Demonstration Finally, your will present your demonstration to your teachers, peers and others on Demonstration Day. Your presentation will include an introduction, an outline of your demonstration and the physics principles it illustrates, the demonstration, reflections on your experience, and an opportunity for questions. Your presentation will be videotaped.
Okay. So here are some brief suggestions for topics with some physics principles that they demonstrate. Let me know if you like the idea of any of them and I can send you more details.
1) Water rocket: Physics principles include: Conservation of momentum, Newtons laws, kinematic equations of motion, drag forces, ideal gas laws.
[Lots of neat physics and all at a simple level where you don't have to go overboard on explaining any single concept in great detail. Also easy to build. Must be done outside! :) ]
2) Bouncy ball of a ramp: Involves dropping a bouncy ball on to a ramp at a given angle and having it bounce in to a small container at a distance that you can easily calculate. Looks very impressive when it goes in first time!!! Physics principles include: Kinematic equations of motion, conservation of linear and rotational momentum. Cheap to build (1x plank of wood, 1 ice cream container 1x bouncy ball)
3) Lenz's law demonstration: Using a magnet and a copper pipe, demostrate Lenz's law. When a magnet is dropped down a copper pipe, currents induced in to the pipe by the moving magnet actually repel the magnet's motion and slow it down.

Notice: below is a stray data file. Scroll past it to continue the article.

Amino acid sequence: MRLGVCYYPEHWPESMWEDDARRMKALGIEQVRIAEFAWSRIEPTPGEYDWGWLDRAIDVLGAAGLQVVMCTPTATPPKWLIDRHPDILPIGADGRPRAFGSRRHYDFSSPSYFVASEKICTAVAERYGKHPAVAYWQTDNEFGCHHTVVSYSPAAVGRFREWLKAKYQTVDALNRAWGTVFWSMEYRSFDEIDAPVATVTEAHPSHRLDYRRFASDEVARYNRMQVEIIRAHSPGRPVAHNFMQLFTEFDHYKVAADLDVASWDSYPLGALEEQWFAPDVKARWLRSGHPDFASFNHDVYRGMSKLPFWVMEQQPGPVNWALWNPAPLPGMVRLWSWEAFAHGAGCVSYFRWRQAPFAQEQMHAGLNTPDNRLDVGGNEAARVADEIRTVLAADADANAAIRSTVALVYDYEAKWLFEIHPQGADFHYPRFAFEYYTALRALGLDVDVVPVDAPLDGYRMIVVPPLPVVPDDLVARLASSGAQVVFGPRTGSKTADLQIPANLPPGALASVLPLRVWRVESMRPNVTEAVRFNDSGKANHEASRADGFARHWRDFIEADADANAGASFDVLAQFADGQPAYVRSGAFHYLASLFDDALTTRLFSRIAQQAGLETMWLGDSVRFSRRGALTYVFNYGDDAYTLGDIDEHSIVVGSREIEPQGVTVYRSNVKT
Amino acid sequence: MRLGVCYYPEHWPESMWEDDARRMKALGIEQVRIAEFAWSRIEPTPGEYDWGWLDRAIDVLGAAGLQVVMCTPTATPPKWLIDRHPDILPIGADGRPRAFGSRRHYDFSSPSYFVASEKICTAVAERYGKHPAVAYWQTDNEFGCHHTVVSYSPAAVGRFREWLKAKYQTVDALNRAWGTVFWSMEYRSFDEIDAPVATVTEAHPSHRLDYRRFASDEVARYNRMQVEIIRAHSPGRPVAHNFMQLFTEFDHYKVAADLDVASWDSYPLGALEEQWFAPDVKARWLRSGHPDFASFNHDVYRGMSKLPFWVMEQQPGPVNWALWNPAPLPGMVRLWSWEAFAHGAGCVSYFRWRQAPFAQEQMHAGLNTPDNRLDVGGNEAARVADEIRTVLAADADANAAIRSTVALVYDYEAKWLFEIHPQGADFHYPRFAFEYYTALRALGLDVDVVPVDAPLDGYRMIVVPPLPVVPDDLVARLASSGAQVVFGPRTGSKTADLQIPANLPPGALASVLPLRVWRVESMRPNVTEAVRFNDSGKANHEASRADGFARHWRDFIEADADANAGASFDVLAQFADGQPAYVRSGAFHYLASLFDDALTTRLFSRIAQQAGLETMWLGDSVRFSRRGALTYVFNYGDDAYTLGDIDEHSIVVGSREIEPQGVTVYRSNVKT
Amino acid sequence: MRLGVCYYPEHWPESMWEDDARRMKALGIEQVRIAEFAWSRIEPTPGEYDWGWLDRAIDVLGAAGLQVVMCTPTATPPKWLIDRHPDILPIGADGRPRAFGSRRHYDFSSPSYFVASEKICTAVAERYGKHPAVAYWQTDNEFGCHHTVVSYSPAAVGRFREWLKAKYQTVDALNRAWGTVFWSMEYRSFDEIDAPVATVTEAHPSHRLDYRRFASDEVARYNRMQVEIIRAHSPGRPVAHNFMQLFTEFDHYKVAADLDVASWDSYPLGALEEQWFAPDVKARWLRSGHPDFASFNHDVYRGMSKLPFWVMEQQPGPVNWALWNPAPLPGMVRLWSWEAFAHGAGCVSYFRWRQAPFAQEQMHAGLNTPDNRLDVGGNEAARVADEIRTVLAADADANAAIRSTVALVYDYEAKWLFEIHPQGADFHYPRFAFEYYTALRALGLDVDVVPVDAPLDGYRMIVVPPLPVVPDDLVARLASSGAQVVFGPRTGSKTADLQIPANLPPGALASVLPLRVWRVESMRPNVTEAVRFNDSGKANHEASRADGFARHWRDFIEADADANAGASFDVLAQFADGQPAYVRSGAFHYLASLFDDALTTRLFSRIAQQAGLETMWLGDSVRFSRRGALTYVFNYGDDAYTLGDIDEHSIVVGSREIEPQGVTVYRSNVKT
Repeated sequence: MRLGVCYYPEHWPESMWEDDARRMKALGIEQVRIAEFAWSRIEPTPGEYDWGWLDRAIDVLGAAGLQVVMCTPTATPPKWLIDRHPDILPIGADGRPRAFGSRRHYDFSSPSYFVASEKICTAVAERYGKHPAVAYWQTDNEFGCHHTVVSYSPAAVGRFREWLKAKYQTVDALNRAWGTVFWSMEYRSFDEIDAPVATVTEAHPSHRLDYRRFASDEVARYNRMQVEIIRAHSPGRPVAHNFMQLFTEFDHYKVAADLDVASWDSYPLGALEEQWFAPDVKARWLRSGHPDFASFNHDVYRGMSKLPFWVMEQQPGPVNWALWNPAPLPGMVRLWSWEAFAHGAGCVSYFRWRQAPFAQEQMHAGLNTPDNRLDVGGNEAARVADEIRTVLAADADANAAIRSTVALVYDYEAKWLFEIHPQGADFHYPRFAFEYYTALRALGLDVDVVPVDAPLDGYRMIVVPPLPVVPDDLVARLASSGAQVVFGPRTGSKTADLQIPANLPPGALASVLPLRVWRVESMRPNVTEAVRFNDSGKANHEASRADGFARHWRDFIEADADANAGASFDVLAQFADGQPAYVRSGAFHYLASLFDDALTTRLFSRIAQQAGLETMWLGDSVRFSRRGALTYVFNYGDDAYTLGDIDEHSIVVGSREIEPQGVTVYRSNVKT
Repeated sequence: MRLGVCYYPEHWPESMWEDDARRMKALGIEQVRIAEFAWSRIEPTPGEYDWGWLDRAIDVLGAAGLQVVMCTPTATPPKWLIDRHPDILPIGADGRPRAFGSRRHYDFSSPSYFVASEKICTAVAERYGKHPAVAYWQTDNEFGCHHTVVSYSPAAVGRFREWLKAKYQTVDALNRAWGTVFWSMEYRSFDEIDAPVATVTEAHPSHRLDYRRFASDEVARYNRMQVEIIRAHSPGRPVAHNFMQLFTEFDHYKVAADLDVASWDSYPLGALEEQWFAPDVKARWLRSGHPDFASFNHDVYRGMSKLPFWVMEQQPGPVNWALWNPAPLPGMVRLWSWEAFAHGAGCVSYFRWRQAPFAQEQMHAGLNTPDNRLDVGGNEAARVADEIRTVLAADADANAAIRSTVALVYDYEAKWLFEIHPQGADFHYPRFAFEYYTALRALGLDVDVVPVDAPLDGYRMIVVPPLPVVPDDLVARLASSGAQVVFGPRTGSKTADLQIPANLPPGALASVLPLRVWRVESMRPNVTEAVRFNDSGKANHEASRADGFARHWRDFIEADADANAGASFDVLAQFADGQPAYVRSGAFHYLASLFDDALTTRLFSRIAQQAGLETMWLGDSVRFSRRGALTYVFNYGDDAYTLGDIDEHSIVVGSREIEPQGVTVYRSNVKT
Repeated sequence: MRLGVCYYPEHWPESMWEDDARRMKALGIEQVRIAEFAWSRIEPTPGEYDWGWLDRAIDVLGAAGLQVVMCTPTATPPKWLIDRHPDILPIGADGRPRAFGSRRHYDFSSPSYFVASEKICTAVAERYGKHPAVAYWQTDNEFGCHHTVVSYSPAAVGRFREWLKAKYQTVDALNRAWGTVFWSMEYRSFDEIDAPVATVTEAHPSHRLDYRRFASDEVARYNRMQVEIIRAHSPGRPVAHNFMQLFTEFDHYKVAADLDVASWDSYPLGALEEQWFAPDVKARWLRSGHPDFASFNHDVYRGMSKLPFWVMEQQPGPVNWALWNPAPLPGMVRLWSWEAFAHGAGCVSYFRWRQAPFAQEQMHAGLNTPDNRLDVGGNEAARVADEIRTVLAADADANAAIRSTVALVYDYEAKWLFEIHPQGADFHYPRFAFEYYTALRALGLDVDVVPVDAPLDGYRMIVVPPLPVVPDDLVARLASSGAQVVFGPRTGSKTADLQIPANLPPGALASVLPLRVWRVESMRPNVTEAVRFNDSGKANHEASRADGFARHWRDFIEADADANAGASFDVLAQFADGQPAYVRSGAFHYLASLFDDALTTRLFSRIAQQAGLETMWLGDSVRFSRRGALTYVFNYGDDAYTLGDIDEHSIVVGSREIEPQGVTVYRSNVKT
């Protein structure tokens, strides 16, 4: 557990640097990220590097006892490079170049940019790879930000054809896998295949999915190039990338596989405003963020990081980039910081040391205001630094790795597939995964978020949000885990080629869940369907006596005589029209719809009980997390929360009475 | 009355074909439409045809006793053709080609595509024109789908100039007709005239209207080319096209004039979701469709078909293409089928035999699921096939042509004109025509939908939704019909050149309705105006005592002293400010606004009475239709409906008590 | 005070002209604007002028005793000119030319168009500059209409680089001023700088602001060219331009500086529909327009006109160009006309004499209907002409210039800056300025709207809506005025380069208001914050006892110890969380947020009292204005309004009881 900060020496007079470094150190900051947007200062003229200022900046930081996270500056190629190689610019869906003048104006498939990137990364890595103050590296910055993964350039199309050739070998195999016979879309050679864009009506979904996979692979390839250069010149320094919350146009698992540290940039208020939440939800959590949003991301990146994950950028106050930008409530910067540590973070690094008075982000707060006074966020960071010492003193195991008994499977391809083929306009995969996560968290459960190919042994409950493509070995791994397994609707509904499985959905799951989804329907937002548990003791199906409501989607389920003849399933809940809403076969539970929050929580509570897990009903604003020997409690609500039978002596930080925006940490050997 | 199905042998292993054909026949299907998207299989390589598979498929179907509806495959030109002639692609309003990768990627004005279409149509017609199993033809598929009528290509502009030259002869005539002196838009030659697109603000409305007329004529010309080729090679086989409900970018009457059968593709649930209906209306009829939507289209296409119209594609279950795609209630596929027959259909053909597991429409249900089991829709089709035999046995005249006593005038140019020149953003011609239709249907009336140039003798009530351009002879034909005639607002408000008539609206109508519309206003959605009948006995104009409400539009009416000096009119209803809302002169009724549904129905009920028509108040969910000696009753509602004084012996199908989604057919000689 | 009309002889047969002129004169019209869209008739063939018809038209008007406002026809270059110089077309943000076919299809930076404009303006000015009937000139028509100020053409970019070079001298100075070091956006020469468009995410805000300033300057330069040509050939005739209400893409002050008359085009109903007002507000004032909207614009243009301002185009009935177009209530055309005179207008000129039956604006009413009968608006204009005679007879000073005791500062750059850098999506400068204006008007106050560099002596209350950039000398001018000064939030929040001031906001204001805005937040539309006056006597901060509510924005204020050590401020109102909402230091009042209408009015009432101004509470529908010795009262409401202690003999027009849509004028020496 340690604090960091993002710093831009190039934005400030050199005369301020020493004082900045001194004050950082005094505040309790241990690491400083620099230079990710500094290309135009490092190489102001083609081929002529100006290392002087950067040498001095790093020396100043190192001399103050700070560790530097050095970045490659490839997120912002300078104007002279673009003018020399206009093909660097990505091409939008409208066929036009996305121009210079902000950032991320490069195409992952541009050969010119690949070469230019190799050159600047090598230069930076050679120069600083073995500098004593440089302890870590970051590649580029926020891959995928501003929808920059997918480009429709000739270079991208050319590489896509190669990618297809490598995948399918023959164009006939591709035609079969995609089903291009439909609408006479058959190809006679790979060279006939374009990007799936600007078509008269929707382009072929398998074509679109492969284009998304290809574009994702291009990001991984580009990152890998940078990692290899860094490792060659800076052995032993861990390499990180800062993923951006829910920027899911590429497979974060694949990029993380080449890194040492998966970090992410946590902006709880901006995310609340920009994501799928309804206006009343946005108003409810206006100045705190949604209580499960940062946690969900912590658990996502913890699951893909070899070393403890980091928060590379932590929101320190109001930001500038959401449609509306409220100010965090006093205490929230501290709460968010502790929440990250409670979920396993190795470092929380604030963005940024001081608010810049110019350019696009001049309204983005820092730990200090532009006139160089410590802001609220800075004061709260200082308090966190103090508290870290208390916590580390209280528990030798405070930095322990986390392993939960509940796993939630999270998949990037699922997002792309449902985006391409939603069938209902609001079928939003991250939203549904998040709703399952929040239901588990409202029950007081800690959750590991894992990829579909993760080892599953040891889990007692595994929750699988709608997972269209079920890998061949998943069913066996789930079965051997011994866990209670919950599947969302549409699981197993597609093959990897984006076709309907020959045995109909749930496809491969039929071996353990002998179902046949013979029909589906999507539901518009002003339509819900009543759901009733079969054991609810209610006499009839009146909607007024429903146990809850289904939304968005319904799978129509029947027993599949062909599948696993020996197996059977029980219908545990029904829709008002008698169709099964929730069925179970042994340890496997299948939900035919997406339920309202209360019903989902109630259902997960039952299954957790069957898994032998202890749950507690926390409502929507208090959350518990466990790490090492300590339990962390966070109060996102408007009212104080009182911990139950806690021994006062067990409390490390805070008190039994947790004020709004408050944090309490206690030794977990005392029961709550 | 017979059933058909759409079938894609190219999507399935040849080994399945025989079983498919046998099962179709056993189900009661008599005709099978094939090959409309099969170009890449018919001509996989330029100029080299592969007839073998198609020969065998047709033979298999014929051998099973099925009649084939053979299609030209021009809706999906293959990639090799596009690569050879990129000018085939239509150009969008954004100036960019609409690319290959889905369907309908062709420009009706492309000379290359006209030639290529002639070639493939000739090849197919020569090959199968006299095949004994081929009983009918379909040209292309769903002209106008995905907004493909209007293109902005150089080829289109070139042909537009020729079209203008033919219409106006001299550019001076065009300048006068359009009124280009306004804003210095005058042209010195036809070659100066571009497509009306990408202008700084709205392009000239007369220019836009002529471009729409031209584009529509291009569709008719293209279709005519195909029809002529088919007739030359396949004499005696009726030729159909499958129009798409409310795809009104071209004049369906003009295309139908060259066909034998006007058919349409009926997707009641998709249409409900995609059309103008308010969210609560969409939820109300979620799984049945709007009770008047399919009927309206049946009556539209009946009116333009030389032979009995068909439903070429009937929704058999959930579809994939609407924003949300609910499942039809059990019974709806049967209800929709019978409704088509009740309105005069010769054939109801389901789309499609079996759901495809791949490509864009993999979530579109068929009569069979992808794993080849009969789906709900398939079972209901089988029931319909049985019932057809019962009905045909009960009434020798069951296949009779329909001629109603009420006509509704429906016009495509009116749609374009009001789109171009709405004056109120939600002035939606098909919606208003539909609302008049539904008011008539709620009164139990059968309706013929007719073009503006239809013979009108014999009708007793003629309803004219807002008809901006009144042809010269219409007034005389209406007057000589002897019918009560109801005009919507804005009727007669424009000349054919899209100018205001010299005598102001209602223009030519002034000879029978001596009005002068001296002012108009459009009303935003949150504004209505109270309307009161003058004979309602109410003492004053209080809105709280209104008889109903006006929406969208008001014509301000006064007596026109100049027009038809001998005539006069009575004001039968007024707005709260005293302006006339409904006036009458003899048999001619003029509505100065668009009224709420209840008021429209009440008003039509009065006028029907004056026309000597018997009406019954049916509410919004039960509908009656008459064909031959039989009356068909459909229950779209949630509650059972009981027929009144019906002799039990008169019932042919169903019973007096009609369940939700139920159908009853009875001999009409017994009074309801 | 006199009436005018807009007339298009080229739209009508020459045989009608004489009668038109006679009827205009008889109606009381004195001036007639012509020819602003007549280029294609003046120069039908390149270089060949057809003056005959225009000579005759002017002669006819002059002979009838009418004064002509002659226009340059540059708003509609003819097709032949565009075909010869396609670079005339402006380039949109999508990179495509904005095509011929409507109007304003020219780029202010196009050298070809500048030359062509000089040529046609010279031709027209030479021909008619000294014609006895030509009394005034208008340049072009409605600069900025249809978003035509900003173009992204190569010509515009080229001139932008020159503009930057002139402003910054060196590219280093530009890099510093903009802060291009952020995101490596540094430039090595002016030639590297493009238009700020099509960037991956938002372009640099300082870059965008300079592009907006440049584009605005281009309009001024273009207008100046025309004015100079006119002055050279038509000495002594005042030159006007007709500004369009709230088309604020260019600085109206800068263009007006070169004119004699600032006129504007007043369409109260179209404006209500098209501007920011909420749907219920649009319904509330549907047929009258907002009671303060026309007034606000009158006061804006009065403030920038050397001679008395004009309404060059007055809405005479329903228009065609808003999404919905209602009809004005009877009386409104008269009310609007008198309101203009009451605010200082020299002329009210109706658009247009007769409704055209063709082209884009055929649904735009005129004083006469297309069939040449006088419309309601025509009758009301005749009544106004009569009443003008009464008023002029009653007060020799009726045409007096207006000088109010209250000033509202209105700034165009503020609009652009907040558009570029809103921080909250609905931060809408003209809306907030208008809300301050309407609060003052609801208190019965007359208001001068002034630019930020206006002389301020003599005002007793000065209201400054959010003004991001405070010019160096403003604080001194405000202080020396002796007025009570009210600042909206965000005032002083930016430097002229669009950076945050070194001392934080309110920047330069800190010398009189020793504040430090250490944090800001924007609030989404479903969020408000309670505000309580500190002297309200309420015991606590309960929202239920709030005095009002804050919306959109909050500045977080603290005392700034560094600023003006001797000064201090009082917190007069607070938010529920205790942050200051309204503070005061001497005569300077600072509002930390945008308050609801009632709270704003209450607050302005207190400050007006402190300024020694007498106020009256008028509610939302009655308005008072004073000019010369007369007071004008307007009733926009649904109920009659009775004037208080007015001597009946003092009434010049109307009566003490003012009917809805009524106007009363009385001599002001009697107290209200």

Let me know if you have any preference of topics and i'll try to help. Also, let me know what your strengths/interests in physics are and I'll come up with other ideas.
Addition! I thought of another one.
4) Thin film interference rig. Show that you can calculate the thickness of a oil drop to within a few nanometers! Involves a large cake tin (the larger the better), a water supply (bottles of water will do), a white light (standard tungsten lightbulb, ...and an LED torch would also provide another great demonstration too!) and some clean oil. You fill the large cake tin with water, almost to the brim. Put a drop or two of oil on the surface and allow it to spread. Shine the light on the surface and see the interference colors. The color has its own wavelength. From the wavelength you can calculate the thickness of the oil and even the exact volume of the oil drop. Add more water and show how the colors (thickness) changed as the oil flows over the brim and thins out. The LED light will give a different effect than the tungsten light bulb because its light is made of only red, green and blue light, whereas the light bulb has the full range of colors (incl, yellow, orange, violet etc)
This demo has everything from thin film physics through to quantum mechanics of the LED :) Oooh! I wish I were back at school again! :D
PS. In cases like exam demos, apply the K.I.S.S rule...
Keep It Simple, Stupid!
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Physics is Easy: The Easy Math #2 :Showing how easy and comprehensible physics really is. Even someone in the second grade can take a physics course. From basic arithmetic to relativity and quantum physics. This time we take a look on what an equation is and learn a few more equation solving tricks. If you found this valuable info easily donate at: www.paypal.com